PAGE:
Although it is the larger of the two moons of Mars, Phobos is still very small, and seems likely to be an asteroid captured by Mars’ gravity, rather than a moon formed at the same time as its parent planet.

A fraction of the size of Earth’s Moon, its gravity is not strong enough to have pulled it into a sphere, leaving the irregularly-shaped object visible here.

A Russian mission to land on Phobos and return a sample to Earth, Fobos-Grunt, malfunctioned shortly after launch in November 2011 and never left Earth orbit.


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Mapping the light of the cosmos

By Oli Usher, on 1 September 2014

This image shows one possible scenario for the distribution of light in the cosmos. Photo credit: Andrew Pontzen/Fabio Governato

This image shows one possible scenario for the distribution of light in the cosmos. Photo credit: Andrew Pontzen/Fabio Governato

Figuring out what the structure of the universe is surprisingly hard. Most of the matter that makes up the cosmos is totally dark, and much of what is left is in tiny, dim galaxies that are virtually impossible to detect.

This image shows a computer simulation of one possible scenario for the large-scale distribution of light sources in the universe. The details of how light (and hence galaxies and quasars) is distributed through the cosmos is still not a settled question – in particular, the relative contributions of (faint but numerous) galaxies and (bright but rare) quasars is unknown.

A faint dwarf galaxy

(New research from UCL cosmologists published last week shows how we should be able to find out soon.)

However, astronomers know that on the largest scales, the universe is structured as a vast web made up of filaments and clusters of galaxies, gas and dark matter separated by huge, dark voids. Observational astronomy is making strides forward in mapping out these structures in gas and light, but the smallest galaxies – less than a pixel across in the image above – might never be seen directly because they are simply too faint.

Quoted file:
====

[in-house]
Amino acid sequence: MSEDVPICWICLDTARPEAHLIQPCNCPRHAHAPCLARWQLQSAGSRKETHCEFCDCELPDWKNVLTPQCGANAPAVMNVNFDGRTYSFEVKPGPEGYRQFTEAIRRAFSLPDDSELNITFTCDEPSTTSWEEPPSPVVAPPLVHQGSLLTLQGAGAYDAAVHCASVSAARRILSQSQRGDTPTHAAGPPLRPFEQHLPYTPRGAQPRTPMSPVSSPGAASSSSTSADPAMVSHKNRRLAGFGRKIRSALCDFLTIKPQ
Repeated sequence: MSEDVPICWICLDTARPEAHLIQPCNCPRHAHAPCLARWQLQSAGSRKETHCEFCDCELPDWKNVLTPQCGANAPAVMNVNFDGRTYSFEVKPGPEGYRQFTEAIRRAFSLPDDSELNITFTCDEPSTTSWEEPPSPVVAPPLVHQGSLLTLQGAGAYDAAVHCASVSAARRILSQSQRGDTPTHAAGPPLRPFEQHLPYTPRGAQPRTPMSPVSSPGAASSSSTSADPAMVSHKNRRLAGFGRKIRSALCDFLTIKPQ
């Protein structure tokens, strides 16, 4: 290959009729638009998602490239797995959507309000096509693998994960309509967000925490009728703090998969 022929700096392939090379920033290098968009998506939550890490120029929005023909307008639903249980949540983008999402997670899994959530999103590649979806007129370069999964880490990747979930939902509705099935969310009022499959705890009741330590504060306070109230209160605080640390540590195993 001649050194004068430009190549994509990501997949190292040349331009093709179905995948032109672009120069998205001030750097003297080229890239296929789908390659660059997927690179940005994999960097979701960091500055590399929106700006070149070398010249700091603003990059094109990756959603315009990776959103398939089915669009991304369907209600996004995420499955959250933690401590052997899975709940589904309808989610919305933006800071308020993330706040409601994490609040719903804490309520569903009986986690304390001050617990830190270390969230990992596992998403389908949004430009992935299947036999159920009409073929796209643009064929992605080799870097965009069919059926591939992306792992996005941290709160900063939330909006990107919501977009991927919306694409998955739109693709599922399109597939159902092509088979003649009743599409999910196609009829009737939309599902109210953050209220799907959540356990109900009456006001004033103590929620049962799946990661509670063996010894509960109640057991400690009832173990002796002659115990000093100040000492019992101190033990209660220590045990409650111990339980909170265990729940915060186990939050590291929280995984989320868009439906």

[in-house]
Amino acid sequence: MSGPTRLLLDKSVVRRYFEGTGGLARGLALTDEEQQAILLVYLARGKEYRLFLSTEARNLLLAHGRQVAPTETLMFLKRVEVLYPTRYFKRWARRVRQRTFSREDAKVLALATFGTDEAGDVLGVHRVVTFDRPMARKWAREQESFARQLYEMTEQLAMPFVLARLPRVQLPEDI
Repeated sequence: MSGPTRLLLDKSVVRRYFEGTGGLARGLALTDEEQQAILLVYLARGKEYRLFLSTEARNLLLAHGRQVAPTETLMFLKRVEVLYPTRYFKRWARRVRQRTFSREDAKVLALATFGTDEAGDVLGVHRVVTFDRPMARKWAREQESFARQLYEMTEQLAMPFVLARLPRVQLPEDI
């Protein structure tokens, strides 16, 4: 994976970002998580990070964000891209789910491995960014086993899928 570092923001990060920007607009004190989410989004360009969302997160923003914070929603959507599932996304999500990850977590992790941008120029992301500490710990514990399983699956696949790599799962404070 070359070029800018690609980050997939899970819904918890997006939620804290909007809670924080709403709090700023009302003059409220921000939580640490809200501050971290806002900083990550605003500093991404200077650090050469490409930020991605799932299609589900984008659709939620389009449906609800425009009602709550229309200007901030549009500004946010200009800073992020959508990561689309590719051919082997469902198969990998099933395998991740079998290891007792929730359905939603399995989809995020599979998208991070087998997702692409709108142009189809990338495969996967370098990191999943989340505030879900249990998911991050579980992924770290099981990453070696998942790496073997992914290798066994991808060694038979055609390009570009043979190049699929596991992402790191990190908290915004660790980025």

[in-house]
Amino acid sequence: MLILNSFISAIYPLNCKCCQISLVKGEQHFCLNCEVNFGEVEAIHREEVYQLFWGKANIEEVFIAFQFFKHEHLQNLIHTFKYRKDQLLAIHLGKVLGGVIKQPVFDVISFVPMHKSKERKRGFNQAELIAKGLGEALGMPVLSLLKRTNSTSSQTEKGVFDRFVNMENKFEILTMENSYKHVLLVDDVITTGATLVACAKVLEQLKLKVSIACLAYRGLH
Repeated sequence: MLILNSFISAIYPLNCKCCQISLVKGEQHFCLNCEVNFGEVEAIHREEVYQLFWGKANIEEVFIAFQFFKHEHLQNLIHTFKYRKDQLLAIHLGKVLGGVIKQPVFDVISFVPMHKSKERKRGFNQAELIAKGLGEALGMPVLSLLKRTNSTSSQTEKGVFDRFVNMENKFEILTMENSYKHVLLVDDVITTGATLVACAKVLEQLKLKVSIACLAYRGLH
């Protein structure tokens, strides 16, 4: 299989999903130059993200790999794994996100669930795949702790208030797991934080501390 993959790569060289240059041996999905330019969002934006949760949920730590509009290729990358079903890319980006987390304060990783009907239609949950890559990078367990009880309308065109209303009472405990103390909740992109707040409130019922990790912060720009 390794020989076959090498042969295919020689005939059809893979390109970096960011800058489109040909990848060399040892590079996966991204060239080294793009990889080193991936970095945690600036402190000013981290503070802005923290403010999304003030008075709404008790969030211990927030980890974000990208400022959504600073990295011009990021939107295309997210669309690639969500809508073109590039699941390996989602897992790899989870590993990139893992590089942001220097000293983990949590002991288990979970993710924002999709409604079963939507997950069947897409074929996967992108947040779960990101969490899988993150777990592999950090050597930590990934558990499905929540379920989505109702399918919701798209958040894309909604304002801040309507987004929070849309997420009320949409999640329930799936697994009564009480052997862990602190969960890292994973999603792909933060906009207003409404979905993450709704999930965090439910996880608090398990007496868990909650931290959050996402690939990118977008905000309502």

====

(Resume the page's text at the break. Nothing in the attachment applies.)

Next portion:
A Hubble image of a nearby faint dwarf galaxy (right) shows the challenge involved in observing these objects even when they are in our galaxy’s vicinity.

These computer models are one way of trying to extrapolate from what we know to what is really there. New research from UCL now shows how we can also use future observations of gas to find out more about this elusive population of tiny galaxies.

This simulated image shows the distribution of light in an area of space over 50 million light-years across. The simulation was created by Andrew Pontzen of UCL and Fabio Governato of the University of Washington.


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Photo album from the Dark Energy Survey

By Oli Usher, on 18 August 2014

The Dark Energy Survey, which has just begun its second year of observations, is gathering data about one of the most puzzling phenomena to be discovered in the past century: that the universe is not only expanding, but is doing so at an ever faster rate. Some as yet unknown force dubbed ‘dark energy’ is driving this acceleration.

Dark energy affects the appearance and evolution of the universe on very large scales. The Dark Energy Survey aims to find out more about this phenomenon by studying measuring four key cosmological probes:

  • The number of galaxy clusters;
  • The distances to faraway supernovae;
  • The bending of light by gravitational lensing;
  • and the pattern of the distribution of galaxy clusters across the universe.

Observing these requires sharp images that can detect very distant (and hence faint) objects, and so the the images collected by the Dark Energy Camera, the survey’s workhorse, are often quite stunning.

This image of the NGC 1398 galaxy was taken with the Dark Energy Camera. This galaxy lives in the Fornax cluster, roughly 65 million light-years from Earth. It is 135,000 light-years in diameter, just slightly larger than our own Milky Way galaxy, and contains more than a billion stars. Credit: Dark Energy Survey.

This image of the NGC 1398 galaxy was taken with the Dark Energy Camera. This galaxy lives in the Fornax cluster, roughly 65 million light-years from Earth. It is 135,000 light-years in diameter, just slightly larger than our own Milky Way galaxy, and contains more than a billion stars. Credit: Dark Energy Survey.

To mark the beginning of the second year of DES’s five-year observing run, the team have published a gallery of the most attractive images from the first year of operation, including the image of galaxy NGC 1398, pictured above. The complete the gallery is at the end of this post and in the faculty Flickr gallery.

UCL is deeply involved in DES, and Prof Ofer Lahav, Vice-Dean (Research) of Mathematical & Physical Sciences, is chair of the DES UK board and co-chair of the DES international science committee.

More information on UCL’s involvement in the DES science programme is available in an article on the UCL news pages.


Copyright: Dark Energy Survey photos are free to use providing they are credited to the Dark Energy Survey. Any queries on reuse should be sent to Fermilab Visual Media Services at vismedsr@fnal.gov.